The use of adhesives for fracture fixation can revolutionize the surgical procedures toward more personalized bone repairs. However, there are still no commercially available adhesive solutions mainly due to the lack of biocompatibility, poor adhesive strength, or inadequate fixation protocols. Here, a surgically realizable adhesive system capitalizing on visible light thiol–ene coupling chemistry is presented. The adhesives are carefully designed and formulated from a novel class of chemical constituents influenced by dental resin composites and self-etch primers. Validation of the adhesive strength is conducted on wet bone substrates and accomplished via fiber-reinforced adhesive patch (FRAP) methodology. The results unravel, for the first time, on the promise of a thiol–ene adhesive with an unprecedented shear bond strength of 9.0 MPa and that surpasses, by 55%, the commercially available acrylate dental adhesive system Clearfil SE Bond of 5.8 MPa. Preclinical validation of FRAPs on rat femur fracture models details good adhesion to the bone throughout the healing process, and are found biocompatible not giving rise to any inflammatory response. Remarkably, the FRAPs are found to withstand loads up to 70 N for 1000 cycles on porcine metacarpal fractures outperforming clinically used K-wires and match metal plates and screw implants.

  • 3.
    Karazisis, Dimitrios
    et al.
    University of Gothenburg, Sweden.
    Ballo, Ahmed M.
    University of Gothenburg, Sweden; University of British Columbia, Canada.
    Petronis, Sarunas
    RISE, SP – Sveriges Tekniska Forskningsinstitut, SP Kemi Material och Ytor, Medicinteknik. University of Gothenburg, Sweden.
    Agheli, Hossein
    University of Gothenburg, Sweden.
    Emanuelsson, Lena
    University of Gothenburg, Sweden.
    Thomsen, Peter
    University of Gothenburg, Sweden.
    Omar, Omar
    University of Gothenburg, Sweden.
    The role of well-defined nanotopography of titanium implants on osseointegration: Cellular and molecular events in vivo2016In: International Journal of Nanomedicine, ISSN 1176-9114, E-ISSN 1178-2013, Vol. 11, p. 1367-1382Article in journal (Refereed)
    Abstract [en]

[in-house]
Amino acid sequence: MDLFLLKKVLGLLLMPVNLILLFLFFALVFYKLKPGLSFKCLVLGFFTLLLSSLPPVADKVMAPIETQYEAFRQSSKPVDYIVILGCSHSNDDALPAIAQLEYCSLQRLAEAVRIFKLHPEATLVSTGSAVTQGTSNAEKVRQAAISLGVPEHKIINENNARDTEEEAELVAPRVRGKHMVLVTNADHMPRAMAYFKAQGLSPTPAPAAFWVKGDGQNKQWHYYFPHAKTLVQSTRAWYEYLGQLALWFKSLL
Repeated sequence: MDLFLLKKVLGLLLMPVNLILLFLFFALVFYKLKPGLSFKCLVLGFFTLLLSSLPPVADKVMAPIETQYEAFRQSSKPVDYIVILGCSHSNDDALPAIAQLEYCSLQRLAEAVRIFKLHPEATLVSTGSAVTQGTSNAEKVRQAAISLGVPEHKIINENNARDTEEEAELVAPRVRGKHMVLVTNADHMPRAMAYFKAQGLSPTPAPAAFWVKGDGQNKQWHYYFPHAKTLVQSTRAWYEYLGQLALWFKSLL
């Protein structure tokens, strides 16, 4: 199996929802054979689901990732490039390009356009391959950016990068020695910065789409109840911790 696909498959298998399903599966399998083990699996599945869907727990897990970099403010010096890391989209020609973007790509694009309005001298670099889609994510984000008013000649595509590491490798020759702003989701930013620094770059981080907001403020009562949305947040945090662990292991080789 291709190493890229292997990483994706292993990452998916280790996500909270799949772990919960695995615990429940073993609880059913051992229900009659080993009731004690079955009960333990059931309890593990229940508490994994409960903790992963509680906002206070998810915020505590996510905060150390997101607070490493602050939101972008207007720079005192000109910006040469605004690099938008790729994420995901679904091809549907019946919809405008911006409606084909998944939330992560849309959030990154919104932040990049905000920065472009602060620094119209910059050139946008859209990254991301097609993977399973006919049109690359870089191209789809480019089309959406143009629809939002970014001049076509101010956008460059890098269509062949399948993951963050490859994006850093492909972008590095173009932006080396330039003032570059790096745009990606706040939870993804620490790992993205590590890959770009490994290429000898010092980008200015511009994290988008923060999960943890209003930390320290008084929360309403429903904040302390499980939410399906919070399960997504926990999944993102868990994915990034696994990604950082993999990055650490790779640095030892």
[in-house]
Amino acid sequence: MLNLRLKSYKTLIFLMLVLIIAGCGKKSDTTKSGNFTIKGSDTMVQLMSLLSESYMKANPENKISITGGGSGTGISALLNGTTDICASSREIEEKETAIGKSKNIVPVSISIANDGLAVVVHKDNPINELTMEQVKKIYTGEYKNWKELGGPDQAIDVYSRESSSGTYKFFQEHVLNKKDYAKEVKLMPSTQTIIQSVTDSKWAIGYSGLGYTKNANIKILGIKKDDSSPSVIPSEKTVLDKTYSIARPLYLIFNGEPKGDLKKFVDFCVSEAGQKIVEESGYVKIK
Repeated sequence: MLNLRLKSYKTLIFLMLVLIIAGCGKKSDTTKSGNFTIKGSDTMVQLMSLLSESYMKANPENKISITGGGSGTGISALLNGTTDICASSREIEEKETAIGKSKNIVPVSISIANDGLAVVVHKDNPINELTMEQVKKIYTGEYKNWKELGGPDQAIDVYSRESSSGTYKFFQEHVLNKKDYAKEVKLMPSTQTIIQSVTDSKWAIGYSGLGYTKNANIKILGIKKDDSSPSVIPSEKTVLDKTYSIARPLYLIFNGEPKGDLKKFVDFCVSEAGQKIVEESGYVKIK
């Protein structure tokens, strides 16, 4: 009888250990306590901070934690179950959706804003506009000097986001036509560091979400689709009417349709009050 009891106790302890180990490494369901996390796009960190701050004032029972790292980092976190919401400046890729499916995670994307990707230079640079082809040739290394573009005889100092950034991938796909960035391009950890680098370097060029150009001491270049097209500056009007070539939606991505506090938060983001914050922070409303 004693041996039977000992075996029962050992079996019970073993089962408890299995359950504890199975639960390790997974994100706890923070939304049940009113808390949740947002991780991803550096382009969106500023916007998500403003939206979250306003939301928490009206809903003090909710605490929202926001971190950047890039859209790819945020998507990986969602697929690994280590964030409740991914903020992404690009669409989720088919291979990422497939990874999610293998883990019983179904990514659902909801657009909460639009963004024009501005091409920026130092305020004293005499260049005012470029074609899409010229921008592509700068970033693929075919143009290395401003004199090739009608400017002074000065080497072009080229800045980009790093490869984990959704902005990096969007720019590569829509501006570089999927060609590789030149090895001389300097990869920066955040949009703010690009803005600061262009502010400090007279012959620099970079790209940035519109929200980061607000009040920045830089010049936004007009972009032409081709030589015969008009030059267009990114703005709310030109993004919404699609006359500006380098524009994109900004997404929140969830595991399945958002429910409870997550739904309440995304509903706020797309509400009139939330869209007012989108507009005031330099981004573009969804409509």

Purpose: Mechanisms governing the cellular interactions with well-defined nanotopography are not well described in vivo. This is partly due to the difficulty in isolating a particular effect of nanotopography from other surface properties. This study employed colloidal lithography for nanofabrication on titanium implants in combination with an in vivo sampling procedure and different analytical techniques. The aim was to elucidate the effect of well-defined nanotopography on the molecular, cellular, and structural events of osseointegration. Materials and methods: Titanium implants were nanopatterned (Nano) with semispherical protrusions using colloidal lithography. Implants, with and without nanotopography, were implanted in rat tibia and retrieved after 3, 6, and 28 days. Retrieved implants were evaluated using quantitative polymerase chain reaction, histology, immunohistochemistry, and energy dispersive X-ray spectroscopy (EDS). Results: Surface characterization showed that the nanotopography was well defined in terms of shape (semispherical), size (79±6 nm), and distribution (31±2 particles/μm2). EDS showed similar levels of titanium, oxygen, and carbon for test and control implants, confirming similar chemistry. The molecular analysis of the retrieved implants revealed that the expression levels of the inflammatory cytokine, TNF-α, and the osteoclastic marker, CatK, were reduced in cells adherent to the Nano implants. This was consistent with the observation of less CD163-positive macrophages in the tissue surrounding the Nano implant. Furthermore, periostin immunostaining was frequently detected around the Nano implant, indicating higher osteogenic activity. This was supported by the EDS analysis of the retrieved implants showing higher content of calcium and phosphate on the Nano implants. Conclusion: The results show that Nano implants elicit less periimplant macrophage infiltration and downregulate the early expression of inflammatory (TNF-α) and osteoclastic (CatK) genes. Immunostaining and elemental analyses show higher osteogenic activity at the Nano implant. It is concluded that an implant with the present range of well-defined nanocues attenuates the inflammatory response while enhancing mineralization during osseointegration.